To diagnose pancreatic cancer, a doctor will order certain imaging tests, such as a pancreatic ultrasound or a CT scan of the abdomen. Endoscopic ultrasonography (EUS) uses an ultrasound device connected to the end of a small flexible tube that is inserted into the mouth and is about 85% to 90% accurate in diagnosing pancreatic cancer. If necessary, endoscopic retrograde cholangiopancreatography (ERCP) is used. With ERCP, detailed images are obtained by inserting an endoscope into the mouth to the...
Initially, pancreatic cancer tends to be silent and painless as it grows. By the time it's large enough to cause symptoms, pancreatic cancer has generally grown outside the pancreas. At this point, symptoms depend on the cancer's location within the pancreas:
Pancreatic cancer in the head of the pancreas tends to cause symptoms such as weight loss, jaundice (yellow skin), dark urine, light stool color, itching, nausea, vomiting, abdominal pain, back pain, and enlarged lymph nodes in the neck.
Pancreatic cancer in the body or tail of the pancreas usually causes belly and/or back pain and weight loss.
In general, symptoms appear earlier from cancers in the head of the pancreas, compared to those in the body and tail.
Pancreatic Cancer and Gastrointestinal Symptoms
Because pancreatic cancer grows around important areas of the digestive system, gastrointestinal symptoms often predominate:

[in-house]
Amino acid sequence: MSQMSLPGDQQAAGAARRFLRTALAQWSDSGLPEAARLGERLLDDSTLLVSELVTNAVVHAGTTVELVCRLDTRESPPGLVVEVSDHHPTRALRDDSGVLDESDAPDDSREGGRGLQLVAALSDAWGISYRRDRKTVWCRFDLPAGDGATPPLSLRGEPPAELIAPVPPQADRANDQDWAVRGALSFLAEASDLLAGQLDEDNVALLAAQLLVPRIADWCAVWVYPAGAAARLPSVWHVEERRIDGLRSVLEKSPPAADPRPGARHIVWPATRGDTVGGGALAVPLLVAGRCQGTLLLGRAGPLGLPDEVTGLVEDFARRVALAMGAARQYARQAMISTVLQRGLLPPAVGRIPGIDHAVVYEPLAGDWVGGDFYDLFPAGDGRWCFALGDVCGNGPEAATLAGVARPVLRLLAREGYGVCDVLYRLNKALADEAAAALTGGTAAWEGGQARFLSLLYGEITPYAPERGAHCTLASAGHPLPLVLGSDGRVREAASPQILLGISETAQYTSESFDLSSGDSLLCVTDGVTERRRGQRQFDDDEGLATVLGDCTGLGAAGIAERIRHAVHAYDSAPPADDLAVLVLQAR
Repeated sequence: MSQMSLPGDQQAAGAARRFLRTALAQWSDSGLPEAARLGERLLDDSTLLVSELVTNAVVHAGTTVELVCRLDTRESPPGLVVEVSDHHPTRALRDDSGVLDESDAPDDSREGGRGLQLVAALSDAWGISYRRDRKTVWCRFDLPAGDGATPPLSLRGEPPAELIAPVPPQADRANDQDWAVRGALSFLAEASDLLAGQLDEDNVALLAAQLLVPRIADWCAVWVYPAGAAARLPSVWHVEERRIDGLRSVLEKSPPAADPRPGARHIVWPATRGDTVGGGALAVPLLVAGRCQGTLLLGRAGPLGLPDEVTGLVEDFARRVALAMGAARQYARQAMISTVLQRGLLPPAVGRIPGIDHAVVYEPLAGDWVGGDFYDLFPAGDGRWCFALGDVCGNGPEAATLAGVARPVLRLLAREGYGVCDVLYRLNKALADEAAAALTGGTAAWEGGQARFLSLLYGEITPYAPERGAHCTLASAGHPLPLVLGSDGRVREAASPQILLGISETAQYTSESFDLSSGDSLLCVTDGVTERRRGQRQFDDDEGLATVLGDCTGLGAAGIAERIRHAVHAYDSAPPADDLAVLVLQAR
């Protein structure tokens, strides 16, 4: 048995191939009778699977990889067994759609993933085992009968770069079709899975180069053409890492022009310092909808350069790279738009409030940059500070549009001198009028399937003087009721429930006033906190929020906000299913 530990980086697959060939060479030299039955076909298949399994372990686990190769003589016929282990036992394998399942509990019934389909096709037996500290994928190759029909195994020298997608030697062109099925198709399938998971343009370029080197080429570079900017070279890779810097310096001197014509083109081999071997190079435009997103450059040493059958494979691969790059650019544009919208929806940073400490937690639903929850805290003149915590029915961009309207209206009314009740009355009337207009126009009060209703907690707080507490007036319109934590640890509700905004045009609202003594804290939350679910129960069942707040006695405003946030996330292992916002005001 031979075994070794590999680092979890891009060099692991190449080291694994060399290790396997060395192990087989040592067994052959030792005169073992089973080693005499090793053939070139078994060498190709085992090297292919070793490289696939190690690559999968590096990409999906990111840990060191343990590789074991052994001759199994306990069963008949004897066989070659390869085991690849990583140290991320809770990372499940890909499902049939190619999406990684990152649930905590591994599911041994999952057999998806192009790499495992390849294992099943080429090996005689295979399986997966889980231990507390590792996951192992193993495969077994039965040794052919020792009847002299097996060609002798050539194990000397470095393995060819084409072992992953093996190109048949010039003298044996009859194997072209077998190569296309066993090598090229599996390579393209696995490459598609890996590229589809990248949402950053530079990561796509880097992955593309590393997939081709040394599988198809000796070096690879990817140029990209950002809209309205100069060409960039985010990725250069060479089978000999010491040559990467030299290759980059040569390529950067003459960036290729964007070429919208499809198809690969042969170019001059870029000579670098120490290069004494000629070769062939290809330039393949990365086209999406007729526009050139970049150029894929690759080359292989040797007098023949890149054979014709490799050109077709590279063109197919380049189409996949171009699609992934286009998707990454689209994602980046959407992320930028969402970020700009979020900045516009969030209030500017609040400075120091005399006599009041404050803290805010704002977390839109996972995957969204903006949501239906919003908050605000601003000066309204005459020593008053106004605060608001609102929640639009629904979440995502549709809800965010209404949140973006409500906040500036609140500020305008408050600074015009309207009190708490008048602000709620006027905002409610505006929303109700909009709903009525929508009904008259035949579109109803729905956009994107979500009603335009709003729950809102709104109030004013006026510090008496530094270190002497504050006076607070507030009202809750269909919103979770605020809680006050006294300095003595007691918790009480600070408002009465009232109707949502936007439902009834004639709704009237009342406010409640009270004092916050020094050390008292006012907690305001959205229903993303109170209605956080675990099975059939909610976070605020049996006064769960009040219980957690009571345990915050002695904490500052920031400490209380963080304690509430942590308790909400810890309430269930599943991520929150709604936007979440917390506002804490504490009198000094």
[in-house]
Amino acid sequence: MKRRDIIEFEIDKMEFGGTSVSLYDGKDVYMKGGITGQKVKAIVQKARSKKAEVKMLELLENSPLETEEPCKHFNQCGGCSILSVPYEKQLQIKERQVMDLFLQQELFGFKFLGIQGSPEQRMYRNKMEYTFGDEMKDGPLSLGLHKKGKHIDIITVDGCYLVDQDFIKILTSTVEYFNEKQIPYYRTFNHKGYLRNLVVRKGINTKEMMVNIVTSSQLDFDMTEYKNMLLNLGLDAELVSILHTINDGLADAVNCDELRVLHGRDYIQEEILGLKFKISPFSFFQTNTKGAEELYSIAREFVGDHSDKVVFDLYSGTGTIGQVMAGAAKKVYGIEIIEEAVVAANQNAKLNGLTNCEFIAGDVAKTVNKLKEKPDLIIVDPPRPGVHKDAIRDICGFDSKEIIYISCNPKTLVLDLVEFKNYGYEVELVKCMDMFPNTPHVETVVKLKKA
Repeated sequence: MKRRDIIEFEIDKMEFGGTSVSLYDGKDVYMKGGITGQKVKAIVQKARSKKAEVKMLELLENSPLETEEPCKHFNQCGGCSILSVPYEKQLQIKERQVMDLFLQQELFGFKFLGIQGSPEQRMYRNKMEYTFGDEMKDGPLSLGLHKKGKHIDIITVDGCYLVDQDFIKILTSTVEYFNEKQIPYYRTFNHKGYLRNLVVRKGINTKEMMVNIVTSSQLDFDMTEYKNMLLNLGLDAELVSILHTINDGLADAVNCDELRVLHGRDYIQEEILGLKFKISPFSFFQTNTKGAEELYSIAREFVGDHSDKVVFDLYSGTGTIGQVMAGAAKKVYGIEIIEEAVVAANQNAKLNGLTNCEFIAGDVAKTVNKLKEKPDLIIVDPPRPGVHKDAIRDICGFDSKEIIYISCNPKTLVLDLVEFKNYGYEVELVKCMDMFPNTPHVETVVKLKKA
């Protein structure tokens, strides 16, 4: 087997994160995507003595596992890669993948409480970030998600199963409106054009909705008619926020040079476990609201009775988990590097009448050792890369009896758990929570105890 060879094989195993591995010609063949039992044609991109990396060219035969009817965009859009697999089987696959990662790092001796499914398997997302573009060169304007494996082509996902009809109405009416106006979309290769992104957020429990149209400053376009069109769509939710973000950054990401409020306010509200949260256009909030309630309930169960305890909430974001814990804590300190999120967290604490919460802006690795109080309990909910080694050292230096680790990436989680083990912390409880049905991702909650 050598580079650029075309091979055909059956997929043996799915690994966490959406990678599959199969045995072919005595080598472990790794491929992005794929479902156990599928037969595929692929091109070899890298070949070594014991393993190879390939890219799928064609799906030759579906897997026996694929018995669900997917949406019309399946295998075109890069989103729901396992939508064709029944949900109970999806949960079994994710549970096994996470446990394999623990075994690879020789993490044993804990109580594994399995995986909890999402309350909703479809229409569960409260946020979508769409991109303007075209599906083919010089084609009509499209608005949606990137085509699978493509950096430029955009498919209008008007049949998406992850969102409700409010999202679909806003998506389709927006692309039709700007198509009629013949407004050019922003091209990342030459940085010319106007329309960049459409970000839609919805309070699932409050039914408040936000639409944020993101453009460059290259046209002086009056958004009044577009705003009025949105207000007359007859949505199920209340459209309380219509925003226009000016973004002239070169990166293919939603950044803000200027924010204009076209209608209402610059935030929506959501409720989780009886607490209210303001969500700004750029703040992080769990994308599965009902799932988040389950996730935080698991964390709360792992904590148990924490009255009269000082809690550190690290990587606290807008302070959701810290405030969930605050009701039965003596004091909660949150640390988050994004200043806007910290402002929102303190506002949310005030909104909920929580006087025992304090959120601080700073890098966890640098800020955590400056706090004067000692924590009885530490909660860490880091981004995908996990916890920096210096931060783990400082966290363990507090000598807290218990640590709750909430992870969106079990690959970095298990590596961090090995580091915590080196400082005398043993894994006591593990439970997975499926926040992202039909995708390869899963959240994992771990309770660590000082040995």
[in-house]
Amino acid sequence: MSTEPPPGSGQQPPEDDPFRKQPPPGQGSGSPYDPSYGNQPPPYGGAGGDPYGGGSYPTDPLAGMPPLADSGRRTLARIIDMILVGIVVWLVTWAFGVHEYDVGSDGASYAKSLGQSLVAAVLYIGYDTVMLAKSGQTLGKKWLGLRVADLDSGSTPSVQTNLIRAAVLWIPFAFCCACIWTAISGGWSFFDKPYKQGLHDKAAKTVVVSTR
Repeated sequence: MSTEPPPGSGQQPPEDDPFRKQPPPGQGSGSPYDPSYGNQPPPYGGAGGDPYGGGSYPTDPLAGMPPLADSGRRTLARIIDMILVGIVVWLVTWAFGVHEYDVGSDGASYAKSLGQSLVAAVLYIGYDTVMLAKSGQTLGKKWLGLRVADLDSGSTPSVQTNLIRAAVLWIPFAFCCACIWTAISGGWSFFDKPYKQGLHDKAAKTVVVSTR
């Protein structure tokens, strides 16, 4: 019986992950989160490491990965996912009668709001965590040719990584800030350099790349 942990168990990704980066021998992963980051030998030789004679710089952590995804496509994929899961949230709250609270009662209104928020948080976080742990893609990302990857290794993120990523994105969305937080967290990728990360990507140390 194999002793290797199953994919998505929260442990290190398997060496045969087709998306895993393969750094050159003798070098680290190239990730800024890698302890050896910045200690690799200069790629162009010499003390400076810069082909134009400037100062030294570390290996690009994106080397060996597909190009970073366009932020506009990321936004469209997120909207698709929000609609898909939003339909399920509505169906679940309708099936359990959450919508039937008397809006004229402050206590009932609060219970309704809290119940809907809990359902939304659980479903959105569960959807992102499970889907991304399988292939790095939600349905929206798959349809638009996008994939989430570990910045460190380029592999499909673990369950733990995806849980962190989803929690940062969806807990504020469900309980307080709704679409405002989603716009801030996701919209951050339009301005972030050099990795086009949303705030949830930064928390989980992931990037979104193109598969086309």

Abdominal pain. More than 80% of people with pancreatic cancer eventually experience some abdominal pain as the tumor grows. Pancreatic cancer can cause a dull ache in the upper abdomen radiating to the back. The pain may come and go.
Bloating. Some people with pancreatic cancer have a sense of early fullness with meals (satiety) or an uncomfortable swelling in the abdomen.
Pale-colored stools. If the duct draining bile into the intestine is blocked by pancreatic cancer, the stools may lose their brown color and become pale or clay-colored. Urine may become darker.
Pancreatic Cancer: Whole-Body Symptoms
As it grows and spreads, pancreatic cancer affects the whole body. Such symptoms can include:
Loss of appetite
Elevated blood sugars. Some people with pancreatic cancer develop diabetes as the cancer impairs the pancreas' ability to produce insulin. (However, the vast majority of people with a new diagnosis of diabetes do not have pancreatic cancer.)
Pancreatic Cancer and Skin Symptoms
Jaundice: As pancreatic cancer blocks the duct that releases bile into the intestine (common bile duct), the ingredients of bile build up in the blood. This turns the skin and the eyes yellow, a condition called jaundice. The same blockage causes dark urine and light-colored stools.
Itching: People with pancreatic cancer sometimes report itching all over. Blockage of the bile ducts is often responsible.